A great way to bring an everyday fence to life is to adorn it with climbing plants. Greening up every inch of your garden can elevate your outdoor space to a whole new level, as long as you select the right plants for the job.
So get some inspiration by taking a look through our recommendations for the best climbing plants for fences, along with some maintenance and care tips to keep them looking their best.
Do I need a trellis for climbing plants?
Not necessarily! Depending on the characteristics of the plants you choose, a trellis isn’t always needed. Some plants will grow just fine on solid or semi-solid fence panels, while some will favour trellis structures for something to latch on to. Either way, a bit of research will reveal which species are best suited for which style of fence. Just bear in mind that solid fences will not allow as much light through as slatted, trellised styles, and this may influence the type of plant that will thrive there.
You may decide that it’s worthwhile to pop some wire onto your solid fence to aid the plants, or to choose a fence style that has a trellis or slatted top so you can choose from a greater variety of plant species.
Can climbing plants damage my fence?
As long as you select the right species for the right location, climbing plants are more likely to be an asset to your fence than a menace. You’ll want to avoid invasive species, as they are non-native to this country and can spread and suppress native species – which is altogether bad news.
It’s also wise to avoid woody vines as they can grow too rapidly and trap a lot of moisture against the wood of the fence, leading to the development of disease. The strong roots can also break up the structure of the fence.
Instead, opt for non-woody vines which are much more gentle to your fence, do not hold too much moisture and can be easily kept in check through pruning – they also often have annual flowering plants, which add a pretty touch to your garden.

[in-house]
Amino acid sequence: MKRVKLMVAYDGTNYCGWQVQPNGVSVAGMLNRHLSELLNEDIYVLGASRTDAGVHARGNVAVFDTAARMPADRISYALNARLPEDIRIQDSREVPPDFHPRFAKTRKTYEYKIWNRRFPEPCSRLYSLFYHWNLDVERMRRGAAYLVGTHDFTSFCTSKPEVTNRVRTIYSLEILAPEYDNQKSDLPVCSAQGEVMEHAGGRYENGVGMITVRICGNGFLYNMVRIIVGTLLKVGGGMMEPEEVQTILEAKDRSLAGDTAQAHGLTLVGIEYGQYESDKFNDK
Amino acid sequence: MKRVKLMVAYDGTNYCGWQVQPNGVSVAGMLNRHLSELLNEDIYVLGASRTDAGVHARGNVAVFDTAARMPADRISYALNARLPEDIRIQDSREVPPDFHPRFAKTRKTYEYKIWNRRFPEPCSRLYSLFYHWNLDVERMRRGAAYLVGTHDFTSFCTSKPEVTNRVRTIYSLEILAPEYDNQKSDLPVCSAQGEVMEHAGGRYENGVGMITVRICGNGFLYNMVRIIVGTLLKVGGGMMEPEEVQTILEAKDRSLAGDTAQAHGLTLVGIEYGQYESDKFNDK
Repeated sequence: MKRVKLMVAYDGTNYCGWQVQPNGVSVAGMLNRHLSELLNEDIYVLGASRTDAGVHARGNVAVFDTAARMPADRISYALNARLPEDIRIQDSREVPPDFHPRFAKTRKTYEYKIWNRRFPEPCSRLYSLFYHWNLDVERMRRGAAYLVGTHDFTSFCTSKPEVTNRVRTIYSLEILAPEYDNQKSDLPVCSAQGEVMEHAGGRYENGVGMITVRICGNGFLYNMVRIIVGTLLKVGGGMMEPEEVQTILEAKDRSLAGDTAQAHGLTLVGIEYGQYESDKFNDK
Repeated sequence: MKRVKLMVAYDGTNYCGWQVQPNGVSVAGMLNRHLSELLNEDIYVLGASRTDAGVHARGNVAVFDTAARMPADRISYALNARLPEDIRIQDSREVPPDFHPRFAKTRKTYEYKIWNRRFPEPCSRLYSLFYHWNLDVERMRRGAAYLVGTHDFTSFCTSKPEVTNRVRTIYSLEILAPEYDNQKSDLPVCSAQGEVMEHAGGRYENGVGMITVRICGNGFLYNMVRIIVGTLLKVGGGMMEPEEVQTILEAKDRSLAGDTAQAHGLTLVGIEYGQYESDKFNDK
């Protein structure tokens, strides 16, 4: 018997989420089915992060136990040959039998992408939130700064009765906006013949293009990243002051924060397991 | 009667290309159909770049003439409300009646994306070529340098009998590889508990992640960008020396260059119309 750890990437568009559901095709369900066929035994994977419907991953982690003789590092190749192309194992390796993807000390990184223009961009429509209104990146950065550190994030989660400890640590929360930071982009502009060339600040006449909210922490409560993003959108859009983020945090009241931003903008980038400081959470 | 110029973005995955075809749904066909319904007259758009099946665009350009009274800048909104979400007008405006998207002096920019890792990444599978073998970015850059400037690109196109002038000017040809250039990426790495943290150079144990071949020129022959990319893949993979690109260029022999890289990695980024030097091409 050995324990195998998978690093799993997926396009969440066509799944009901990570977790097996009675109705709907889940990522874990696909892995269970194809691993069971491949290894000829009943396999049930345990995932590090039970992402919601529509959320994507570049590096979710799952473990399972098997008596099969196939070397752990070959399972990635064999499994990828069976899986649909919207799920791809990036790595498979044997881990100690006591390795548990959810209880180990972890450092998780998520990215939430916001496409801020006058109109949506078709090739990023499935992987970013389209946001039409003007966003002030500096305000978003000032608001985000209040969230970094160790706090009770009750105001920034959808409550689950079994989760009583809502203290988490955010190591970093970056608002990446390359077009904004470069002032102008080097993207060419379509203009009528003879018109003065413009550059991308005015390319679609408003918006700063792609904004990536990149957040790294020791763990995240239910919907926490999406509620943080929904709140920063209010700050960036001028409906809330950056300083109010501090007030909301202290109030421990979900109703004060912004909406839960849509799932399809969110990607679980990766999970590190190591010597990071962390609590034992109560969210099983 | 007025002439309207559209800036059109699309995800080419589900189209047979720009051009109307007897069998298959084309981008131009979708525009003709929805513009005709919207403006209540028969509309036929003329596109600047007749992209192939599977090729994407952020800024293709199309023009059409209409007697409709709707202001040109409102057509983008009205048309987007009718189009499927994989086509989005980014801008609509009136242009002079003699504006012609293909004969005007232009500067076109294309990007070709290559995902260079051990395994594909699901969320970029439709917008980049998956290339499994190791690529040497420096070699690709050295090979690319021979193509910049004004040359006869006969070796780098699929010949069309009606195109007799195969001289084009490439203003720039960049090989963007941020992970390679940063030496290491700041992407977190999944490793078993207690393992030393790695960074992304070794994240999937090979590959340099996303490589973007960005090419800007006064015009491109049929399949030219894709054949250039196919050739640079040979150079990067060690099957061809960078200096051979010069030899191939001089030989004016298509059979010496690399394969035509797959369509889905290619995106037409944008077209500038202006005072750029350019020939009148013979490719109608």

Let’s take a look at some of the best options.
The best climbing plants for sunny spots
If you’re leaning towards plants that favour sunny spots, make sure you position them along south or west-facing zones as these are areas that absorb the most sunlight.
Some examples of sun-loving climbing plants include Virginia Creeper, Passion Flower, Figs, Apples, Cherries, Apricots, Flowering Maple, Winter Jasmine, Honeysuckle and Wisteria. Pay a visit to your local garden centre for more inspiration and advice.
The best climbing plants for shady spots
For more shade-tolerant species, you can get away with putting them in colder areas of the garden that are out of direct sunlight.
Just a few examples of plants that can grow in more shady spots include Flame Nasturtium, Climbing Hydrangea, Sausage Vine, Clematis Montana, Ivy, Japanese Quince and a few Rose varieties. The more fragranced varieties can also be a superb attractor of bees and other vital pollinators.
How to maintain your climbing plants
When it comes to planting and maintenance, make sure you follow advice from the gardening centre where you purchased your plant, or from the internet to get reliable guidance on the specific species that you have chosen.
In most cases, the climbing plants should be pruned soon after flowering, and then should be fed and mulched. Pruning should be timed right and is an essential step for maintaining the quality of your wooden fence.
Are there any benefits for garden wildlife?
Climbing plants have a positive influence on garden wildlife, supporting the life and flourishment of butterflies, birds and most importantly of all, bees! They also provide a valuable habitat for a variety of garden fauna, acting as nesting, feeding and breeding grounds where garden life can thrive.
Climbing plants need a high-quality base to grow and thrive, and our timber fencing and trellises provide exactly that. Here at Harrow Fencing, we’re the leading fence supplier and installer for Harrow, Hillingdon and surrounding areas, and have been serving homes and businesses for over 60 years.
To get your dream fence, just get in touch with our friendly team and we’ll do the rest.